This was the first step towards unifying the Chinese martial arts community in America. The members of the committee networked, corresponded with and talked to martial artists from all over the country to ask for their suggestions about how this proposed national organization should be formed and how it should operate. Following this process, meetings were held in Baltimore, Maryland and Orlando, Florida and San Francisco with the executive committee to synthesize this information.
Discussions surrounding the new organization were not without controversy – even conflict -- that drove some prominent traditional masters away for good to create a rival organization that was hostile to China’s newly developed sport of contemporary wushu. Talks stalled. This both angered and saddened many in the community who tried to bring everyone together, but politics – even wushu politics – can be a slippery slope. However, a core group of martial arts leaders persevered and the meeting resumed. Most felt the vision had to be seen to completion.
As meetings continued, the group discussed bylaws, national and regional structures, membership, national competition ratings, fundraising, publications, national team selection, certification of judges and officials and other topics. A national advisory council was also nominated. After some stormy controversy the skies finally cleared, and though some clouds remained the prize was ready.
The United States of America Wushu Kungfu Federation was brought formally into being during celebrations held in Baltimore on August 21, 1993. During the ceremonies the USAWKF's first officers and Executive Committee assumed their duties and responsibilities. It was a new dawn, and a new era for wushu/kungfu in America. Within 20 years the USA would go from organizing an unorganized sport, to becoming one of the world’s strongest proponents of supporting wushu ultimate goal for the inclusion into the future Olympics.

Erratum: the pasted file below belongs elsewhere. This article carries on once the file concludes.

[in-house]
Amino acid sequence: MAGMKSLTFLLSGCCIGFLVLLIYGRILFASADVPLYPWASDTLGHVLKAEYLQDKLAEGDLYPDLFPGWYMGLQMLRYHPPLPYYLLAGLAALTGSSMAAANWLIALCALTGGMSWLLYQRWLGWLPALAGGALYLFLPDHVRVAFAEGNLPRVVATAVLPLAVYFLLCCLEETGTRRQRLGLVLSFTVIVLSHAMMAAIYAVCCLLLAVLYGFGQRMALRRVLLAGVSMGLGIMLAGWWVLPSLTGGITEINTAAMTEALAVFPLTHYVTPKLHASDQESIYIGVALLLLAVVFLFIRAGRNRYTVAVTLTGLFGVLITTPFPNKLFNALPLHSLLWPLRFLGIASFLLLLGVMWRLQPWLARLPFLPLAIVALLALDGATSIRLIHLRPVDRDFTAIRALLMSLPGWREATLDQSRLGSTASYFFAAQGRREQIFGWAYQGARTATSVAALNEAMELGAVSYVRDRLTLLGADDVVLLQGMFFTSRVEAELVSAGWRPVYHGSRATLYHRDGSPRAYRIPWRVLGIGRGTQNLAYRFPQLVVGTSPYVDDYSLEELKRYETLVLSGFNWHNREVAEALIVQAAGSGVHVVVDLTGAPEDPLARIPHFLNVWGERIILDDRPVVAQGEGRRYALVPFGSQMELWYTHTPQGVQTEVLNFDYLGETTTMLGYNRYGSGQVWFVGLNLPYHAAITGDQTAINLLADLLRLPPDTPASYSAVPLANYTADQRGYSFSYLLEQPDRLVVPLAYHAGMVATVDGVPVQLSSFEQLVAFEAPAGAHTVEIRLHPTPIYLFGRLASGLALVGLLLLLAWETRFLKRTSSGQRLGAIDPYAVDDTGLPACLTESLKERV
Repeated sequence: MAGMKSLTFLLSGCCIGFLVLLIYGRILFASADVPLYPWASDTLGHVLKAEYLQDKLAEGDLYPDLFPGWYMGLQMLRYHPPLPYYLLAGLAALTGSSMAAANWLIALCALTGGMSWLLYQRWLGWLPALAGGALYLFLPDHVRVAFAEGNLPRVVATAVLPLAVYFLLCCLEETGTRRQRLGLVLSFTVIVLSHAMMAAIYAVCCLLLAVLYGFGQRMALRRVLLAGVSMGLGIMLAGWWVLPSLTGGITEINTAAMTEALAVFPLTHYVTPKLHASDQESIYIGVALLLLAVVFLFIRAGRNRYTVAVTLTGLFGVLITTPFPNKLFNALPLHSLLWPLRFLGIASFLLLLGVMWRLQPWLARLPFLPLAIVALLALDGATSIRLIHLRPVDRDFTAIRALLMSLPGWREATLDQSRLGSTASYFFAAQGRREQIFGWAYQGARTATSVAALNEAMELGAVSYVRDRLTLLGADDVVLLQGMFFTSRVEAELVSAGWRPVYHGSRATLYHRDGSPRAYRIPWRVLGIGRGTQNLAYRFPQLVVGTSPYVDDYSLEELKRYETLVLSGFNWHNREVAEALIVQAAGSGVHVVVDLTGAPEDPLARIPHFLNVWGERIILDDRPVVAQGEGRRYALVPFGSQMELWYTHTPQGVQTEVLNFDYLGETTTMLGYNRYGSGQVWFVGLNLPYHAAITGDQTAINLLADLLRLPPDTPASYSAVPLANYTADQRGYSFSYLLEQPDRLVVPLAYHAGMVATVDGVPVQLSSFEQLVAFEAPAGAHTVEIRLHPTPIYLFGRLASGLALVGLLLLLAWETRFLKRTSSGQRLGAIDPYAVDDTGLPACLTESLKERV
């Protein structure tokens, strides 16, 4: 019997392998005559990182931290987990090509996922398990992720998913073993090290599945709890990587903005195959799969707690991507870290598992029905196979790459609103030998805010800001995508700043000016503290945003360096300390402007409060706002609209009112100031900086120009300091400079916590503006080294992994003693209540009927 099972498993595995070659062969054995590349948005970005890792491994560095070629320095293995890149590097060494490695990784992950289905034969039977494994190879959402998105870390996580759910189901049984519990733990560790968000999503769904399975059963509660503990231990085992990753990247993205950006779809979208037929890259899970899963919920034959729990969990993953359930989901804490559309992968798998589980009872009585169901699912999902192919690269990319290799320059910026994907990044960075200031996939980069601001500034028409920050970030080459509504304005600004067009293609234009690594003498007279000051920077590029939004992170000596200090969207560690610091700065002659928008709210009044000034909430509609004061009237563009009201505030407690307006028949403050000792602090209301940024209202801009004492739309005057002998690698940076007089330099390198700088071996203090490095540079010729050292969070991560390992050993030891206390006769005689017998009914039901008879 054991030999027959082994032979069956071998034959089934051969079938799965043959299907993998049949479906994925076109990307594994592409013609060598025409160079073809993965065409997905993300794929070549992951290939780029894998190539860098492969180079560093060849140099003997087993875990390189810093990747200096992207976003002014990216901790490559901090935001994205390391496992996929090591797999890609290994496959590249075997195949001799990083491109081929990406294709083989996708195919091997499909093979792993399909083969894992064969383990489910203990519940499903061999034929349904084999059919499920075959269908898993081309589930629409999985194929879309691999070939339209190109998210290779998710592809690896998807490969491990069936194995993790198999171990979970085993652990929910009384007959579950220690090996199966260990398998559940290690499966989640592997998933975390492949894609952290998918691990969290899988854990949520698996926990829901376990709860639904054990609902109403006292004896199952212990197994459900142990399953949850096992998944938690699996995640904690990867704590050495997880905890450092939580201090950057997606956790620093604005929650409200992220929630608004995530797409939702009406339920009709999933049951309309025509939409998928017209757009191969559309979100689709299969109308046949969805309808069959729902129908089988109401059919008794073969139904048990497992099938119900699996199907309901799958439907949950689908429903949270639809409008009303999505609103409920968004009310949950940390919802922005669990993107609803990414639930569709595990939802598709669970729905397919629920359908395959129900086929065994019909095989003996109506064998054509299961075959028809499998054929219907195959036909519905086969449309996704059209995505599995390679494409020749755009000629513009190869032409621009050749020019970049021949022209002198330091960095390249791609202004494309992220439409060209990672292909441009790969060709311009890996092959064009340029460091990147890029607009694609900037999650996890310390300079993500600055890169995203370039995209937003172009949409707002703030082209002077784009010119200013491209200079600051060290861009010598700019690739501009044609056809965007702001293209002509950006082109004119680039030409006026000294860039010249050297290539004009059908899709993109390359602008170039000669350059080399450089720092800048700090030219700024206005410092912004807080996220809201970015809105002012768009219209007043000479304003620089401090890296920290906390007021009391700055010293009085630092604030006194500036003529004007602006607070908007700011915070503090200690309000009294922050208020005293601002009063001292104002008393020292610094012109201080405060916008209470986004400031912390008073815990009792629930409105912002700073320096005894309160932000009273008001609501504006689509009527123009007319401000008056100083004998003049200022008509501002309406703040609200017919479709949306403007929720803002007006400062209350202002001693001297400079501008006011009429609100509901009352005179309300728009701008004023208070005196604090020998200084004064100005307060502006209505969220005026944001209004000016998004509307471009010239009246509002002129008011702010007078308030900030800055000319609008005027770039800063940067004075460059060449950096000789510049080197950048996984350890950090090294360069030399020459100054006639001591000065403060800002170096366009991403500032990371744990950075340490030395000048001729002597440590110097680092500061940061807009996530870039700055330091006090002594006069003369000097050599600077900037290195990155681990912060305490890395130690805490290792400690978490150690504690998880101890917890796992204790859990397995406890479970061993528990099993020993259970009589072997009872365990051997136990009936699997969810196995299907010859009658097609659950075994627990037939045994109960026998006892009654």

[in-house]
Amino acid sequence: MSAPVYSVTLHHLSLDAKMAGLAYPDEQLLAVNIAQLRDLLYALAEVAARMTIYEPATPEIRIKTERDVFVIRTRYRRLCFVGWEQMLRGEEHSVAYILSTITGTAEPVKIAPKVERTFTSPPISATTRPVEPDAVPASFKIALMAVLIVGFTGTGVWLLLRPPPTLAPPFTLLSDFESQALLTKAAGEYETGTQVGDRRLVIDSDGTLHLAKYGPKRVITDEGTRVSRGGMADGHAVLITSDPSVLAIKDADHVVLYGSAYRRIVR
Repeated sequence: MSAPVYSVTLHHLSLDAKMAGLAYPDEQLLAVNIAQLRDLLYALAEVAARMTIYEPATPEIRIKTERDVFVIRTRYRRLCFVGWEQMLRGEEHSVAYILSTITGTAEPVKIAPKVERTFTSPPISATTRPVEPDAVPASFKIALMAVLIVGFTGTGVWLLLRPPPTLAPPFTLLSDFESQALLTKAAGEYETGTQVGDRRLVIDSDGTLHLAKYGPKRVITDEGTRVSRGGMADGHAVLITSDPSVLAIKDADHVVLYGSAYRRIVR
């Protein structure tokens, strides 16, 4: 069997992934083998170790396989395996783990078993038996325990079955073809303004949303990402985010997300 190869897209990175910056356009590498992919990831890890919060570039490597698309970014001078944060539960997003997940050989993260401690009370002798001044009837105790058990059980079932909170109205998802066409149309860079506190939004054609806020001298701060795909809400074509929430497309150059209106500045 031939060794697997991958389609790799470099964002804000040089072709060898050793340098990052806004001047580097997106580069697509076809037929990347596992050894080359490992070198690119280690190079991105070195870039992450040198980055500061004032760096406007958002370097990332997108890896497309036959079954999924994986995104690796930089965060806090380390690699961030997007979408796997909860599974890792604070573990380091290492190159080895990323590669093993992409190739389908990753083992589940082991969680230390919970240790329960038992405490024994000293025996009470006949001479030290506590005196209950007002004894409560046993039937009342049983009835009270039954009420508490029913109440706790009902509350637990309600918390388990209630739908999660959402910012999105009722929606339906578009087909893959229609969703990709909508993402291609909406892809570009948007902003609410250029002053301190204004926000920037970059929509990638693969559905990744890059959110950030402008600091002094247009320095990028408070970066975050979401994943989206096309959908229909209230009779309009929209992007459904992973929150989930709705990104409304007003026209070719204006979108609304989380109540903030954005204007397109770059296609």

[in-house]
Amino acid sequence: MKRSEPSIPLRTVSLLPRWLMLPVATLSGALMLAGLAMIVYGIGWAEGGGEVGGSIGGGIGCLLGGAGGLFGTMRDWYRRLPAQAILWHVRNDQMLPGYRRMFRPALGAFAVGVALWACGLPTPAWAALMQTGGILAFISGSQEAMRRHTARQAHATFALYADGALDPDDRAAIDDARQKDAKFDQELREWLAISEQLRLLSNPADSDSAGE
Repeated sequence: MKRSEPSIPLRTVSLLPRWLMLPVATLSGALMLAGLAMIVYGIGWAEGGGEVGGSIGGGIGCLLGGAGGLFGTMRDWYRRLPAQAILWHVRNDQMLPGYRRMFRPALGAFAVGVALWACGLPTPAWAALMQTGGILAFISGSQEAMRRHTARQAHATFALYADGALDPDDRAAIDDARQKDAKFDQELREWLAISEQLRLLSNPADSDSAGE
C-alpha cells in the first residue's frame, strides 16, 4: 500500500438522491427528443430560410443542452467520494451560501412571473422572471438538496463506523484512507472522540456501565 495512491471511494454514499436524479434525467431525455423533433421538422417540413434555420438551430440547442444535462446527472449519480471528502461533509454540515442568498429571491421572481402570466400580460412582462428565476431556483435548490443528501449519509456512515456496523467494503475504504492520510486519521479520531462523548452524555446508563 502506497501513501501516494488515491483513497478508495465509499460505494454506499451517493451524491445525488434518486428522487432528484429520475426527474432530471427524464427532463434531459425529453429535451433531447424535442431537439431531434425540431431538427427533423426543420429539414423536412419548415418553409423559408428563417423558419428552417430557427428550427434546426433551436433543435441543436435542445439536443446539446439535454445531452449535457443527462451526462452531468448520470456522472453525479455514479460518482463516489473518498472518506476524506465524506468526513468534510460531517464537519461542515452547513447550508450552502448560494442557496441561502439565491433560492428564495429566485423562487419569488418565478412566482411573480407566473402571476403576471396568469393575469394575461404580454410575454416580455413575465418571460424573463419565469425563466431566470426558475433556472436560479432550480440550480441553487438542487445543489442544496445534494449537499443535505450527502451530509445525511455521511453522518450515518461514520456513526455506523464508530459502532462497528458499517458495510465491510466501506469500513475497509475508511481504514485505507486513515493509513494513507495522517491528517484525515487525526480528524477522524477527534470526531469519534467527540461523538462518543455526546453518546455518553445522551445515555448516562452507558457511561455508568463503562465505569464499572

From its inception, the USAWKF has been dedicated to encouraging the growth, development and promotion of traditional and contemporary wushu-kungfu in the United States. By coordinating wushu-kungfu competitions and activities, and acting as a governing body for the sport in this country, the Federation seeks not only to make national progress in organizing wushu-kungfu but also to represent the U.S. and develop the sport on an international level.
America Takes the World (Wushu) Stage
The 1995 World Wushu Championships stands as a testament to the dedication of the USAWKF to developing wushu in the West. Two years after its formation, the USAWKF organized and hosted the Third World Championship in Baltimore, Maryland. With nearly 800 athletes and officials from 54 countries, this was the first time the Championship was held outside of Asia, and it was the largest ever. The USAWKF was proud to offer hospitality and friendship to the many athletes from around the world.
USAWKF to the World
The USAWKF has since brought its U.S. Team to every World Wushu Championships since its inception -- Malaysia (1993), USA (1995) Rome (1997), Hong Kong (1999), Yerevan (2001), Macau (2003), Hanoi (2005), Beijing (2007), Toronto (2009), Ankara (2011), and Kuala Lumpur (2013).